Plumbing disputes generally arise out of poor contractual documentation and/or defective work and/or materials.
Plans often lack critical detail and specifications are often general and not project specific. Pipes and water management systems are often undersized and/or involve long and complicated runs and/or minimum or inadequate falls due to the presence (or lack) of other building elements. Quotations will often omit (deliberately or accidentally) items of work but not expressly state so on their face and may contain estimates for the plumbing works/fitting supply to be undertaken in the form of PC (Prime Cost) or Provisional Sums that are woefully inaccurate for the work/fittings that are in fact required to be undertaken/supplied. Owners will often choose to supply plumbing fittings but will have no idea as whether the fittings are suitable, and if so, what additional items other than basic pipework must be supplied in addition to the fitting itself and will expect the plumbing contractor to assist with selection, specification and delivery arrangements, and all at no charge. Owners will often request changes to the scope of work and specification as work progresses, whether at the pipe out stage or fit off stage, or anywhere in between. Not all plumbing fittings will function as expected, some will be simply faulty (due to manufacturing defects) and some will be damaged during the construction process.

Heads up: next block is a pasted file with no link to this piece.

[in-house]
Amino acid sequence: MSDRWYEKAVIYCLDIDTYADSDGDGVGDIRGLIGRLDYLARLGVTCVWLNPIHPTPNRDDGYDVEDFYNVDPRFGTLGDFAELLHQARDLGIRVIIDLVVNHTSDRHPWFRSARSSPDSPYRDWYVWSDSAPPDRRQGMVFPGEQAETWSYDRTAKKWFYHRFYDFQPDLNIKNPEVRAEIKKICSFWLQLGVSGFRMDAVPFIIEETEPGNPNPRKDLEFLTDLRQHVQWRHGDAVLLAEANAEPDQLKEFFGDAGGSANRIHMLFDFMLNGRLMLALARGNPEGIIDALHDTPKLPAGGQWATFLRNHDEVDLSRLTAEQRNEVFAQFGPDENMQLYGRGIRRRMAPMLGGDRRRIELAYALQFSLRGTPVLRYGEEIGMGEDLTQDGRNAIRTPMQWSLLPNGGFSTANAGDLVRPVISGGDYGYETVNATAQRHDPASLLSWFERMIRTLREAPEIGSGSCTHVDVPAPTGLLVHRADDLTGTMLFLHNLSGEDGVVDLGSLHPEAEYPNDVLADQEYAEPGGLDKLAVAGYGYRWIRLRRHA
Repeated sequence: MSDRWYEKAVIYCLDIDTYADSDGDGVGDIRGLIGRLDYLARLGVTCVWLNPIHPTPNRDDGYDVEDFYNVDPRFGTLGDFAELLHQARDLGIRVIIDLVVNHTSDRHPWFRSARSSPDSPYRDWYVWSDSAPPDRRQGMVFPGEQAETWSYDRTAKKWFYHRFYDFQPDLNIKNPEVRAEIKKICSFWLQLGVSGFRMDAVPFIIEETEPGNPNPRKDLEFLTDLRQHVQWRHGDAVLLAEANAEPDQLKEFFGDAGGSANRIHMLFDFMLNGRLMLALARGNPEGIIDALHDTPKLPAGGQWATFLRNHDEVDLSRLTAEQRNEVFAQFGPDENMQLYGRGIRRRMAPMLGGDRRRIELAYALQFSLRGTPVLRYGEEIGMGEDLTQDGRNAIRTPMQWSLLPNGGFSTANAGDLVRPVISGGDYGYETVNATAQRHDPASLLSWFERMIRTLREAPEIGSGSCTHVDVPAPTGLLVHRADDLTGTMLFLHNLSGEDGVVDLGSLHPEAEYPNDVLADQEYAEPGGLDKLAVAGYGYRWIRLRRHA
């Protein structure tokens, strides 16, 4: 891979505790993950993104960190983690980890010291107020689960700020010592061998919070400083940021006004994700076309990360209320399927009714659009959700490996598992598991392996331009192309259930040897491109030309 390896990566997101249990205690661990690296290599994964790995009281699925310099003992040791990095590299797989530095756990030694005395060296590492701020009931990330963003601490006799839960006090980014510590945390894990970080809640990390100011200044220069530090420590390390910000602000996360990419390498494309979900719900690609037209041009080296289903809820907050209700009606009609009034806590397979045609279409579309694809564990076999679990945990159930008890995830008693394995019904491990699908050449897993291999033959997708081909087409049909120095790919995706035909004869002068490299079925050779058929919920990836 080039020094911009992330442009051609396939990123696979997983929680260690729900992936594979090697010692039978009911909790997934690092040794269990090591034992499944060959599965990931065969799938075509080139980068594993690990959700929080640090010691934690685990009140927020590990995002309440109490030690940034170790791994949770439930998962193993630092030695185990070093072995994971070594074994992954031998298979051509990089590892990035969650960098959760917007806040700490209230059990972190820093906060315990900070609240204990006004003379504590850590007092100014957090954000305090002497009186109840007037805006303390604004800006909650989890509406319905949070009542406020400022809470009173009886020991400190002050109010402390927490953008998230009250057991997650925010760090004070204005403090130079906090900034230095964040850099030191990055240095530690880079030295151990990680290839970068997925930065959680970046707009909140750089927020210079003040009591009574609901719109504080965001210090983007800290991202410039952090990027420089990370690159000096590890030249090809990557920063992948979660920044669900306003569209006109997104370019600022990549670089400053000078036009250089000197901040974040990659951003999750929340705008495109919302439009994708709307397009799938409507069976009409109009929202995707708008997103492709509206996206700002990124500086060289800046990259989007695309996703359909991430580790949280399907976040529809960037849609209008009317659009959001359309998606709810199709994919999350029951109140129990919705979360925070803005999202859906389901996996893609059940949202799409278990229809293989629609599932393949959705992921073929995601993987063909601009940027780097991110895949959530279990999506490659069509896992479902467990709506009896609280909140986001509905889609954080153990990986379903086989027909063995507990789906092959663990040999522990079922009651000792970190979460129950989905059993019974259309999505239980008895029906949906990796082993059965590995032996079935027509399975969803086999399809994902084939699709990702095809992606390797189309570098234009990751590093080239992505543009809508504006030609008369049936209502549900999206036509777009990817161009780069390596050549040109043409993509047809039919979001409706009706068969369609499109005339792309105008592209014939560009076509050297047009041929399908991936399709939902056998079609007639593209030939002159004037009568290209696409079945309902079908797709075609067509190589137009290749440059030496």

On the other hand, mistakes and errors are a feature of any building related work and some plumbing contractors fail to have adequate quality assurance processes in place to ensure they achieve the agreed/specified scope of work to the specified standard, and/or to complete their work by the due date for completion.
In the circumstances, it is little wonder that plumbing disputes arise from time to time. There are essentially two types of disputes that we deal with: